Two Washington Quarter Horses Test Positive for EIA

Two Quarter Horses in Yakima County, Washington, who previously lived together were both confirmed positive for EIA.
Map of Yakima County, WA
Two Quarter Horses in Yakima County, Washington, who previously lived together were both confirmed positive for EIA. | Wikimedia Commons

On Oct. 19, the Washington State Department of Agriculture (WSDA) confirmed two racing Quarter Horse geldings in Yakima County positive for equine infectious anemia.  

The horses, aged 7 and 8, are at separate facilities but resided together earlier in the summer. Both horses’ current facilities are under official quarantine, and WSDA veterinarians are working with owners and local veterinarians to monitor other five other exposed horses and implement biosecurity measures.  

EDCC Health Watch is an Equine Network marketing program that utilizes information from the Equine Disease Communication Center (EDCC) to create and disseminate verified equine disease reports. The EDCC is an independent nonprofit organization that is supported by industry donations in order to provide open access to infectious disease information.

About EIA

Equine infectious anemia is a viral disease that attacks horses’ immune systems. The virus is transmitted through the exchange of body fluids from an infected to an uninfected animal, often by blood-feeding insects such as horseflies. It can also be transmitted through the use of blood-contaminated instruments or needles.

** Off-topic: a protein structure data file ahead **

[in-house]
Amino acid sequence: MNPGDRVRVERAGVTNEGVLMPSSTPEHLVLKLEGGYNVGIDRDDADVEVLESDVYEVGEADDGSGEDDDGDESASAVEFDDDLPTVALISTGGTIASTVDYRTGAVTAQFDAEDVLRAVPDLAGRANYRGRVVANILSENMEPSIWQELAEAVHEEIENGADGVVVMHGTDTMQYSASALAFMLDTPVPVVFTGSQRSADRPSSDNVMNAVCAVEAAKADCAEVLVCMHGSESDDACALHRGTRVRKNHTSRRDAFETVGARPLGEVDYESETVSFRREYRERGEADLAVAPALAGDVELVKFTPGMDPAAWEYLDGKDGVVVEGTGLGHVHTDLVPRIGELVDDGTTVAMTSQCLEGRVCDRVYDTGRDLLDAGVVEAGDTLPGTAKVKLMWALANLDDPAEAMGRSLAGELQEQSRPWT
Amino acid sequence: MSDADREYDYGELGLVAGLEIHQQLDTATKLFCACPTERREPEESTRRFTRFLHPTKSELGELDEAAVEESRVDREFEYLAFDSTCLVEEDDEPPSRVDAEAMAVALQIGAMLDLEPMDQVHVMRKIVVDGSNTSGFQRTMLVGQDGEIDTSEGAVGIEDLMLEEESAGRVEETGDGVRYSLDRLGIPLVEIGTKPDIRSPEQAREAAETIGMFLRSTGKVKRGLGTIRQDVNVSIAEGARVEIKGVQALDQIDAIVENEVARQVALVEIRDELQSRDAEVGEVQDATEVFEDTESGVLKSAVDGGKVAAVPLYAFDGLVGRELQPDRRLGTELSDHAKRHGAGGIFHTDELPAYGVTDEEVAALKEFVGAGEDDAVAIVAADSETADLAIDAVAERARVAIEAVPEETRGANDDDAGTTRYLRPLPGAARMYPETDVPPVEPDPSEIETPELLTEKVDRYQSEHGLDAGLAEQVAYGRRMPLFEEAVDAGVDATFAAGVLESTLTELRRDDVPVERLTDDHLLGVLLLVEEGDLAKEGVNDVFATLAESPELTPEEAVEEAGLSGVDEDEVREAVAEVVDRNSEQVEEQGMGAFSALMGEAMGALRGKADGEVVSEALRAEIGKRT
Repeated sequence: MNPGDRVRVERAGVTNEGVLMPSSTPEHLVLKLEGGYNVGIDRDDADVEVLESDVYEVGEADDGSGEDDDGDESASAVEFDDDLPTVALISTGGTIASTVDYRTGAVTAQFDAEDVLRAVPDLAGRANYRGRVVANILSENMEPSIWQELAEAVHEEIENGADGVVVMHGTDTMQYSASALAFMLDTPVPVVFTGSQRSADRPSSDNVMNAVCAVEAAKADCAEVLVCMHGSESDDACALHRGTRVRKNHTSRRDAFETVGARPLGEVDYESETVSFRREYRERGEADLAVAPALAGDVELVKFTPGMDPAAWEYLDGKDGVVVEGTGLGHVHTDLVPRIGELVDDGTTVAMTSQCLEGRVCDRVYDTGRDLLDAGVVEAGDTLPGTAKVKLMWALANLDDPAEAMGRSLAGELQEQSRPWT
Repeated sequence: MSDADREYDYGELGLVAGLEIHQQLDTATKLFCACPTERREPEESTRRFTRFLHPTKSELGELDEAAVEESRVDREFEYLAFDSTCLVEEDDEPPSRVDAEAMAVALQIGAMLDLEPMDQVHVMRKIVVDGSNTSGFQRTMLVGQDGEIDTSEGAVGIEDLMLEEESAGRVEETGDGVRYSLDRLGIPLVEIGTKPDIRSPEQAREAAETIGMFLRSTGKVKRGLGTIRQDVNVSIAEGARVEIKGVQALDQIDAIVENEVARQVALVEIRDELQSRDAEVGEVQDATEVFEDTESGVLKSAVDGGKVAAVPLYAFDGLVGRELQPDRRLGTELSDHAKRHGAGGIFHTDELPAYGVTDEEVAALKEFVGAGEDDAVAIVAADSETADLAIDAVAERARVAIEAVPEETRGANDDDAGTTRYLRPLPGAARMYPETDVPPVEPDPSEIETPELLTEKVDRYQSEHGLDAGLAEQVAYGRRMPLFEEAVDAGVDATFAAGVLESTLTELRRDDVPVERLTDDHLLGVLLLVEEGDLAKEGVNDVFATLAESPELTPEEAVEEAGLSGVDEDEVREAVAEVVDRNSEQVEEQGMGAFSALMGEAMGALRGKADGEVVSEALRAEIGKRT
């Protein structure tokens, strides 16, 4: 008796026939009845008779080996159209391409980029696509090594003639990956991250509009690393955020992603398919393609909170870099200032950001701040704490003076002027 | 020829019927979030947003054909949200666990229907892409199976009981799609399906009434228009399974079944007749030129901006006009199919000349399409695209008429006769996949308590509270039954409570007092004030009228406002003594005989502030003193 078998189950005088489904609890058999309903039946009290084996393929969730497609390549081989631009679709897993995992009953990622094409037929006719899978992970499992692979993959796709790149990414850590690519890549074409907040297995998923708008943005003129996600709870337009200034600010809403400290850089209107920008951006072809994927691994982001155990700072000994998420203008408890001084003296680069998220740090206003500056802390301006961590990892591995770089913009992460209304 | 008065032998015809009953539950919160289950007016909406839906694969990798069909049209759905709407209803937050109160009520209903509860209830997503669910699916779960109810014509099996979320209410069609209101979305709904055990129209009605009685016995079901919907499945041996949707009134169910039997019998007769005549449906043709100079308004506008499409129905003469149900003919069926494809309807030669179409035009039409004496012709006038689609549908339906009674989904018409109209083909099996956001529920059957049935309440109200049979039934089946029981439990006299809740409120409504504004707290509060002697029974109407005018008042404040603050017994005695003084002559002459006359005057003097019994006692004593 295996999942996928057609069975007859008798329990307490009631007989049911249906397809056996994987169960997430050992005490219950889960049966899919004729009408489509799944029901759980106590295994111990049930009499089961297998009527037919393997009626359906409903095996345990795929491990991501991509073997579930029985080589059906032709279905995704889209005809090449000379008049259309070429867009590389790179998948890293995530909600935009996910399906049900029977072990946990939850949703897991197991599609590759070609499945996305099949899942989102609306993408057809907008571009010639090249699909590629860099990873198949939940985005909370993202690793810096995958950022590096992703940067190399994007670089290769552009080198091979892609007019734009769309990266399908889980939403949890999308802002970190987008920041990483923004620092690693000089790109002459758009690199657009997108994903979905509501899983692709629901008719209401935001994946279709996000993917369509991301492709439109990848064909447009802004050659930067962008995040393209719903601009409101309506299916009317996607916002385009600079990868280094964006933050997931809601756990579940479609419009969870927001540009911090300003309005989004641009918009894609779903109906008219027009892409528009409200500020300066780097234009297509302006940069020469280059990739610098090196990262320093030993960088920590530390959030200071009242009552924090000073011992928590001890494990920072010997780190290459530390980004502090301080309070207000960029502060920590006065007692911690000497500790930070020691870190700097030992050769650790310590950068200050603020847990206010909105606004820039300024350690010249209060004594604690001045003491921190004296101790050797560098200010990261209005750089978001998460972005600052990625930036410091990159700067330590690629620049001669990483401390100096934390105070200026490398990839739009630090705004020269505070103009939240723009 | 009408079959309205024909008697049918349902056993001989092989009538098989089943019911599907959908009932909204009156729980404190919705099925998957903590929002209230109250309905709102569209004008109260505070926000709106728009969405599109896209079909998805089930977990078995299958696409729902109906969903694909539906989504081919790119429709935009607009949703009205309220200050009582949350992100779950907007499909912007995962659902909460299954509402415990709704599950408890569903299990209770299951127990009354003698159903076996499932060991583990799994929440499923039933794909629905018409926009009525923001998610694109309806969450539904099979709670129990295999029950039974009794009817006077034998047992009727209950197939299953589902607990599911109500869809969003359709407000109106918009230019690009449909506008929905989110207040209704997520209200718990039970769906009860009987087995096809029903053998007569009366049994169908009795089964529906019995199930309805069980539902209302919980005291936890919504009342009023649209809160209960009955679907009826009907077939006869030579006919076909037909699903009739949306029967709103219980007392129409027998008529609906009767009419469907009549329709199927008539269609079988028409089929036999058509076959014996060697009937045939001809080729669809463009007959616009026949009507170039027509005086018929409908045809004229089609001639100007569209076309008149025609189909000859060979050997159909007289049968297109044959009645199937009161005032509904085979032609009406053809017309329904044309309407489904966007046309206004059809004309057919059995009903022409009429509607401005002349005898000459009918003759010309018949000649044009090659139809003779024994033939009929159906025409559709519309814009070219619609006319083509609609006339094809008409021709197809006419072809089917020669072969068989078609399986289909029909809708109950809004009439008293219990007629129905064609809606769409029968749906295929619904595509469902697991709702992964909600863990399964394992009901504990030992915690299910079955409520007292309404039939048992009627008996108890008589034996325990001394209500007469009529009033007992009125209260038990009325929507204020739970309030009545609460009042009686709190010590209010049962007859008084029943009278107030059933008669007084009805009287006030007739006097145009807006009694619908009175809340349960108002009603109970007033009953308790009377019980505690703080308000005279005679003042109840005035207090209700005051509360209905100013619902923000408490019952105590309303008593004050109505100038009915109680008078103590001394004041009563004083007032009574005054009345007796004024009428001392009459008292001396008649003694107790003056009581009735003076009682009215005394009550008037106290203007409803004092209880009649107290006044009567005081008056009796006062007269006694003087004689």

Coggins test screens horses’ blood for antibodies that are indicative of the presence of the EIA virus. Most U.S. states require horses to have proof of a negative Coggins test to travel across state lines.

Once an animal is infected with EIA, it is infected for life and can be a reservoir for the spread of disease. Not all horses show signs of disease, but those that do can exhibit:

  • Progressive body condition loss;
  • Muscle weakness;
  • Poor stamina;
  • Fever;
  • Depression; and
  • Anemia.

EIA has no vaccine and no cure. A horse diagnosed with the disease dies, is euthanized, or must be placed under extremely strict quarantine conditions (at least 200 yards away from unaffected equids) for the rest of his life.

Brought to you by Boehringer Ingelheim, The Art of the Horse
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